Arbitration & Divorce
You may have heard of arbitration and may wonder about arbitration and divorce. Arbitration is a form of alternative dispute resolution (or “ADR”) that’s designed to resolve disputes outside of court. Read on to learn more about how arbitration works — and when it can be useful — in Connecticut divorces.
Alternative Dispute Resolution
There are three main ways to divorce in Connecticut, mediation, collaborative law, and litigation. Both mediation and collaborative law are forms of ADR. ADR is short for “Alternative Dispute Resolution,” and is any method of resolving disputes outside of court.
Mediations and collaborative divorces take place outside of court. By contrast, divorce litigation is a court process. However, litigation can be either high-conflict or low-conflict. A high-conflict divorce uses the court more often and may go all the way to trial. In a low-conflict divorce, spouses are able to reach agreements outside of court. This most often occurs with the help of their attorneys and via different ADR tools, including arbitration.
Read: ADR & Divorce
What Is Arbitration in Divorce?
Mediation and collaborative divorce are both designed to help parties reach their own resolutions. By contrast, in an arbitration, the arbitrator decides — much like a judge in a hearing or trial. Arbitration occurs only if both spouses agree to it. Arbitration is a very common ADR approach in some areas of the law, but it is less common in divorce and family law.
What Issues Are Resolved in a Connecticut Family Law Arbitration?
How Does Divorce Arbitration Work?
Like the other ADR tools, arbitration seeks to resolve issues outside of court. Unlike other ADR tools, the arbitrator makes the final decision, not the parties. In that sense, an arbitration feels more like a trial, where evidence is presented and arguments are made to the decision-makers. It’s just that the decision-maker is an arbitrator, not a judge. (That said, many arbitrators are actually retired judges.)
How Long Does It Take to Get the Arbitrator’s Decision?
Unless otherwise agreed to by the parties, arbitrators must issue their written decision within thirty days of the date the arbitration concluded.
What’s the Difference Between Arbitration and Trial?
The major difference is that arbitration is an optional, non-court process to which both parties agree. In arbitration, you select both your arbitrator and the rules for the arbitration. Neither of those is the case in a trial.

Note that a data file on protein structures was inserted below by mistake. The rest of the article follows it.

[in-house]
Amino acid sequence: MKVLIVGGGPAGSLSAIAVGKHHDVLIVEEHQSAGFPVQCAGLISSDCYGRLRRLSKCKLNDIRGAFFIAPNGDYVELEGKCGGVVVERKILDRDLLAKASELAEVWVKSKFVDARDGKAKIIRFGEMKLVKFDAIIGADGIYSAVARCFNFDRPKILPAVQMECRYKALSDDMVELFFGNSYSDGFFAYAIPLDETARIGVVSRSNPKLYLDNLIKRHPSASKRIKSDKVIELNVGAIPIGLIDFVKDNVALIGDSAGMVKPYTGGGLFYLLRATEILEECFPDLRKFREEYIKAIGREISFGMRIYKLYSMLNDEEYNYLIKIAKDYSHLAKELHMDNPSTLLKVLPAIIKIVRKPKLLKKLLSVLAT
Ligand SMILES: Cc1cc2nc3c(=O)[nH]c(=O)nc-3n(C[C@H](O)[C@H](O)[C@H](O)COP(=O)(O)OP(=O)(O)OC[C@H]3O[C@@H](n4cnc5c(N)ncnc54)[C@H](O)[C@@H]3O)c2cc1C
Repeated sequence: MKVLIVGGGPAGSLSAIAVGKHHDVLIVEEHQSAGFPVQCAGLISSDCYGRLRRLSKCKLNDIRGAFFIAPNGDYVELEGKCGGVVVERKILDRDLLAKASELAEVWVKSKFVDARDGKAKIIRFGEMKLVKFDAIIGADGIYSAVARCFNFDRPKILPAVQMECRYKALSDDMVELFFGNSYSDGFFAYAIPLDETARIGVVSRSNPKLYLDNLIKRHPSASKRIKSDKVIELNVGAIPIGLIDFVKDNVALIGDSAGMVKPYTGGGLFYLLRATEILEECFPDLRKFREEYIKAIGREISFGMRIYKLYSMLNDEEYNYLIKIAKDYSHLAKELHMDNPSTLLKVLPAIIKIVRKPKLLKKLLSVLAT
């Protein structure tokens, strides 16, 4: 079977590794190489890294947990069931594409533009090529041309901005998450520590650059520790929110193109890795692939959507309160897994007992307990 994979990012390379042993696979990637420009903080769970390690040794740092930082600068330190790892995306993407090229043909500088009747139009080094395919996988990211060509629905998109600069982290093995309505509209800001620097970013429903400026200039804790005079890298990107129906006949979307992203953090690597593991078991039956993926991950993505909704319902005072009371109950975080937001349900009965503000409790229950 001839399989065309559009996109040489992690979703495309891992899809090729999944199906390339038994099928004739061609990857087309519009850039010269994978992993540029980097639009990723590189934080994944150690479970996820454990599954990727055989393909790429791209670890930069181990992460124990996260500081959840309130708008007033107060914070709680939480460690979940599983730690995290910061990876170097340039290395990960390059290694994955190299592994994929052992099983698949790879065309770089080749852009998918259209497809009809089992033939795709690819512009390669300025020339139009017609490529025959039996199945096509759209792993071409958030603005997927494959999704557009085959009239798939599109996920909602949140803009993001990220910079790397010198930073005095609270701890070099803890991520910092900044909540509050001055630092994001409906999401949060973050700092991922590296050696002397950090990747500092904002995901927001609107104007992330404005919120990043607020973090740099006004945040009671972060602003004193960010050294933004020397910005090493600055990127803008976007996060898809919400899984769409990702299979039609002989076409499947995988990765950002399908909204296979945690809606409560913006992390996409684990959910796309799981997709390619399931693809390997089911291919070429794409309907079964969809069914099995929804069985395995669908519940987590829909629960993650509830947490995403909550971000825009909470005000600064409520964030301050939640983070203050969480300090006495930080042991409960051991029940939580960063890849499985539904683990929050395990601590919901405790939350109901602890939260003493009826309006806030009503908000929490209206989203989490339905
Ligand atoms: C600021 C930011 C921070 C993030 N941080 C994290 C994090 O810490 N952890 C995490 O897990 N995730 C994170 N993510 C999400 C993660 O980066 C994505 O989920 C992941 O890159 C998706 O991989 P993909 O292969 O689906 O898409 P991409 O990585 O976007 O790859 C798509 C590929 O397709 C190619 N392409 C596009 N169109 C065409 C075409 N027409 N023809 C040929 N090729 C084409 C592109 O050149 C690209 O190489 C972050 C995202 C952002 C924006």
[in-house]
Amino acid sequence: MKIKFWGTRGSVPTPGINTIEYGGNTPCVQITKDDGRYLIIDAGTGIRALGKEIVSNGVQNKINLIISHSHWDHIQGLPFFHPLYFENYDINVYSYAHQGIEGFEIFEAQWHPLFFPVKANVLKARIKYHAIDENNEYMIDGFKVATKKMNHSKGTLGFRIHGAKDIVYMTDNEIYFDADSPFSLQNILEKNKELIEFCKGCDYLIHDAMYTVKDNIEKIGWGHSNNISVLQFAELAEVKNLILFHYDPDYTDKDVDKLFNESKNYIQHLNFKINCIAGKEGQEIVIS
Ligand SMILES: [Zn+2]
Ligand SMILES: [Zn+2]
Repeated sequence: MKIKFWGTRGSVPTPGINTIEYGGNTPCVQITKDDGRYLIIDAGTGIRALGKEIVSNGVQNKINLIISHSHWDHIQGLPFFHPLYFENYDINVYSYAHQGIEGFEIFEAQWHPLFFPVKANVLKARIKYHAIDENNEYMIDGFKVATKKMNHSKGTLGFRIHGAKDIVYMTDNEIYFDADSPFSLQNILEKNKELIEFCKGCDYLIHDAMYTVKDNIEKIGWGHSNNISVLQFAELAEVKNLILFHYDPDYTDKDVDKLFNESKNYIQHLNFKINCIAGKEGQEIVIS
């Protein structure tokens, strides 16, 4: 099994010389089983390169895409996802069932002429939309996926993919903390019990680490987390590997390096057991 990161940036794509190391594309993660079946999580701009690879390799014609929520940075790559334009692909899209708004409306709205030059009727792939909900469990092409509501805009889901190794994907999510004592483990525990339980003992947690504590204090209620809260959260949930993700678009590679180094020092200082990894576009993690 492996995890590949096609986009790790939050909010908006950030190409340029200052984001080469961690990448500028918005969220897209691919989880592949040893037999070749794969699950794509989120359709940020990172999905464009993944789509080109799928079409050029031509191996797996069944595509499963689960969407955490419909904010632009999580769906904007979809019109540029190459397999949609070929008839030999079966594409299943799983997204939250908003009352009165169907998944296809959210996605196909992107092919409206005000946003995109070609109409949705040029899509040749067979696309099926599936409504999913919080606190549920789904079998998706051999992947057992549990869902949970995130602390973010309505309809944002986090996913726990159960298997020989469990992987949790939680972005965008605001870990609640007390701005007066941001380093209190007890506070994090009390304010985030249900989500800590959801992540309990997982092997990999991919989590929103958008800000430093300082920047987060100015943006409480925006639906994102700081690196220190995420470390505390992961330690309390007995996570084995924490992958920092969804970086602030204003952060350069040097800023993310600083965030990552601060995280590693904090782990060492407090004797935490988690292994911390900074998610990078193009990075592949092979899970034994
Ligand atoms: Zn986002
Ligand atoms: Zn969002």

As in a trial, the parties normally conduct substantial discovery prior to the arbitration and can call witnesses, including experts, at the arbitration.
Unlike with a judge, the parties pay the arbitrator. Note that the legal fees in trials tend to be very high given all of the time and work involved. Put in context, the arbitrator’s fee is rarely a major driver.
Timeline is also a major difference between arbitration and trial. Absent an agreement otherwise, arbitrators must issue their written decision within thirty days of the date the arbitration concluded. In contrast, judges have 120 days from the close of the hearing to issue their order. In addition, it’s typically faster to get arbitrations scheduled than it is trial dates.
Read: What Is a Divorce Trial?
What Are the Potential Advantages of Divorce Arbitration?
Arbitration works well for many spouses unable to reach agreements through other ADR methods. Now that custody and child support can be arbitrated, it’s likely to be considered as a trial alternative more often.
Ther main benefits are:
- Timing and Speed
First, as explained above, the parties retain more choice in arbitration than they do in litigation. Even though the arbitrator makes the final decision, they select the arbitrator and the rules.
Second, timing is another major potential benefit. Arbitration normally happens more quickly than a trial and can be coordinated around the spouses’ and attorneys’ schedules. In contrast, Courts often schedule trials unilaterally. In other words, the court checks its own calendar for availability and sets trial dates and time without consulting with either divorce attorney. Additionally, trial days may not be scheduled back-to-back. Plus, arbitrators typically issue their decisions within 30 days, whereas judges have 120 days from the close of the hearing. Finally, it generally takes longer — often significantly longer — to get trial dates from the court than it does arbitration dates from an arbitrator.
Third, arbitration is appealing to make spouses because it’s more private than trial. The public has no access to private arbitration, whereas the court is generally open to the public.
The final main benefit of arbitration is finality. In other words, there are more limits on the ability to appeal an arbitrator’s decision than there are on a judge’s ruling.